Stones Thrown at Budapest Seder
Home of Chabad rabbi in Budapest stoned.
Tuesday during the second Passover Seder, the home of the Chabad emissary in Budapest, Rabbi Shmuel Raskin, was stoned twice. The Jewish Agency’s emissary for Central Europe, Eran Elbar who was present at the Seder told the media that rocks struck the house around 11 p.m. 50 guests were attending the Seder.
Police were called but when they arrived at the scene their nonchalance to the incident was unsettling. After the police’s departure the house was stoned a second time breaking a widow above Raskin’s head. Elbar told Israel Radio that the Seder continued nonetheless.
The Rabbi’s house is on the same street as Budapest’s Great Synagogue and according to Elbar the police demeaned the stone throwing, seeming indifferent towards the situation. Elbar continued to say that Hungary’s Jewish population was troubled by the unsettling incident but has assumed a low profile due to the upcoming April elections in Hungary for fear of an inflammation of anti-Jewish sentiment. Even though no one was hurt during the episode, Elbar told the press “There is a sense that Jews need to lower their heads in light of strengthening of the extreme Right that could make headway in the upcoming elections.” According to Elbar the streets of the capital city are littered with pamphlets advertising a party who is specifically anti-Semitic.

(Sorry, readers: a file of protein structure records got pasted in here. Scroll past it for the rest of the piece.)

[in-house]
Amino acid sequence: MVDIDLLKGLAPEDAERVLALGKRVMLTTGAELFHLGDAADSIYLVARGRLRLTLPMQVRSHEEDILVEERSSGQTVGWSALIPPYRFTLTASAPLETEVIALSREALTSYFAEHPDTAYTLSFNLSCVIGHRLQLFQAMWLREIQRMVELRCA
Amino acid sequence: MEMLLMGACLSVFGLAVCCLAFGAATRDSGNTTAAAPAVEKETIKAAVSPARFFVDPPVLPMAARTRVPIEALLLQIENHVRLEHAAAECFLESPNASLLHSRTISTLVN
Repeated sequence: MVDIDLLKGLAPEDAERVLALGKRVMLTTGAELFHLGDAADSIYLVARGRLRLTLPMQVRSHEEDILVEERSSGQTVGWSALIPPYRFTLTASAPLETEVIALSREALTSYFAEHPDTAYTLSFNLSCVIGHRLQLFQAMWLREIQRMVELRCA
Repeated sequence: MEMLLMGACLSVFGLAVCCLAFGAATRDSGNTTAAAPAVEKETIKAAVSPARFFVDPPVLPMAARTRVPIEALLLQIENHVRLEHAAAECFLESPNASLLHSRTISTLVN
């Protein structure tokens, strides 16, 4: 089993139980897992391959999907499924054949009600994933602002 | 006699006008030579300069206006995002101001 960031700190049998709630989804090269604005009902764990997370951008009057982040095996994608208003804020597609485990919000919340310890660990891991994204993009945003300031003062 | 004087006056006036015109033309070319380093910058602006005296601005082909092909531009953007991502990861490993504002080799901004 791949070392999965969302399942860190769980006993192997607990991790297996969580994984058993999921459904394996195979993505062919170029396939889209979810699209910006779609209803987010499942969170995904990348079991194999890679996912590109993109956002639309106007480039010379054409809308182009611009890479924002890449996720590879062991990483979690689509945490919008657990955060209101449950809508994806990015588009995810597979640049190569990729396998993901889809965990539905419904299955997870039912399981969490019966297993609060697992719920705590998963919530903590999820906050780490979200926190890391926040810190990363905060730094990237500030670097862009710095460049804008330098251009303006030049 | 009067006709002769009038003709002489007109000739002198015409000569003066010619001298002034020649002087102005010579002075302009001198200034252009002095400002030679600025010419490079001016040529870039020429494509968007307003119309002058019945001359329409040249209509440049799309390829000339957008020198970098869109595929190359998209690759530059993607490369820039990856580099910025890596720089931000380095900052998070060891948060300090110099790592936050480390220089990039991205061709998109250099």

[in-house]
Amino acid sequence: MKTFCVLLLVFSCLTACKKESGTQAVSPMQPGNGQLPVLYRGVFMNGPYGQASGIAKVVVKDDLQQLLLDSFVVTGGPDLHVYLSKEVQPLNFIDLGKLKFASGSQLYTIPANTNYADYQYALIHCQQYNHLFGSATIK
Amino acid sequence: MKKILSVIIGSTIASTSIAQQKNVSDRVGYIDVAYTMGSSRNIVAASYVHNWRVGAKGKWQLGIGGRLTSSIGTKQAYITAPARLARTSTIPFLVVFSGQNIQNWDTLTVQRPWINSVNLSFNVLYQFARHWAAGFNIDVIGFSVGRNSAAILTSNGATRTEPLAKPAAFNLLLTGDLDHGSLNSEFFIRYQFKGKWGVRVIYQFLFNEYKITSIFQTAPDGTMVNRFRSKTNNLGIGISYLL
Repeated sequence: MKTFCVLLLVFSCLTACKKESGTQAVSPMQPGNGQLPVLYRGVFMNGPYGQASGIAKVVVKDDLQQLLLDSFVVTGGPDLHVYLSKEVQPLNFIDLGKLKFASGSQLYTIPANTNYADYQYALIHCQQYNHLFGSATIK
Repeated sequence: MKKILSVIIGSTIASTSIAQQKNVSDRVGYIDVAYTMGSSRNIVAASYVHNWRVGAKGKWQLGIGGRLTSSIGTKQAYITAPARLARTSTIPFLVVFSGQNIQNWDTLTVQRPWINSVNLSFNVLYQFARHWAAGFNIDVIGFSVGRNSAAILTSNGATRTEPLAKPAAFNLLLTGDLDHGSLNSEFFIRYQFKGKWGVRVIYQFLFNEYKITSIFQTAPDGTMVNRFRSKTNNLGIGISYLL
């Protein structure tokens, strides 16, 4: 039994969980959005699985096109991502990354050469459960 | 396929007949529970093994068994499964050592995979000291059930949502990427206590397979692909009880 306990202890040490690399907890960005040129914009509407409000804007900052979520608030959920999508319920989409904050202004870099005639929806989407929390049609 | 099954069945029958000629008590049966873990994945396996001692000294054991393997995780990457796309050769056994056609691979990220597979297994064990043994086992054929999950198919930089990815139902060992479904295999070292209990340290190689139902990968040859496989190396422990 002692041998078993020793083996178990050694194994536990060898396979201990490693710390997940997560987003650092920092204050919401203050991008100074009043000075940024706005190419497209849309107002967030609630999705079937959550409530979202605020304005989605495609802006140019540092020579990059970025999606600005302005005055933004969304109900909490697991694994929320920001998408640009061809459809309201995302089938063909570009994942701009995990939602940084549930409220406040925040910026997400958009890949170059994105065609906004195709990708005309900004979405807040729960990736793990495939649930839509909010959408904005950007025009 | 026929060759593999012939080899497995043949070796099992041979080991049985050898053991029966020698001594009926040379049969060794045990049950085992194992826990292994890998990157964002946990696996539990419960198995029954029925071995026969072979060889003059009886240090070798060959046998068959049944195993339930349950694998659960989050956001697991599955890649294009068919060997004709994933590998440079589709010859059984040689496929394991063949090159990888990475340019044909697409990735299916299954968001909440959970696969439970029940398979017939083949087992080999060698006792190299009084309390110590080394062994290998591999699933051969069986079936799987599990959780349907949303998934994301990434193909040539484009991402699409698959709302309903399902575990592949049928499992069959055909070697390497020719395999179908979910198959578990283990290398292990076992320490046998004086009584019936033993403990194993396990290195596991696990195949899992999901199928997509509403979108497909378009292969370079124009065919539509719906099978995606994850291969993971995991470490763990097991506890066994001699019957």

Another guest of the Seder, a photographer working in Hungary spoke to Ynet saying luckily the Rabbi installed a double window for extra installation against the bitter Hungarian cold and that was what protected him from harm. The photographer further commented on the police’s indifference to the stone throwing saying “They told us, ‘We’re not going to go knocking on all the doors now to find who threw a stone at you.’ I understood they were not going to do anything, so I ordered the security from the embassy to the site.”
A 2009 report released by a European Union agency says anti-Semitism is on the rise in countries like Hungary and Austria, especially in big cities like Vienna and Budapest where there are larger Jewish communities. Extremist groups have been using media outlets like the Internet to target youth to invite them to be part of their neo-Nazi parties. Posters for a far-right party who are running in the upcoming April elections in Budapest even show Hitler’s picture on them and feature slogans that promote hate.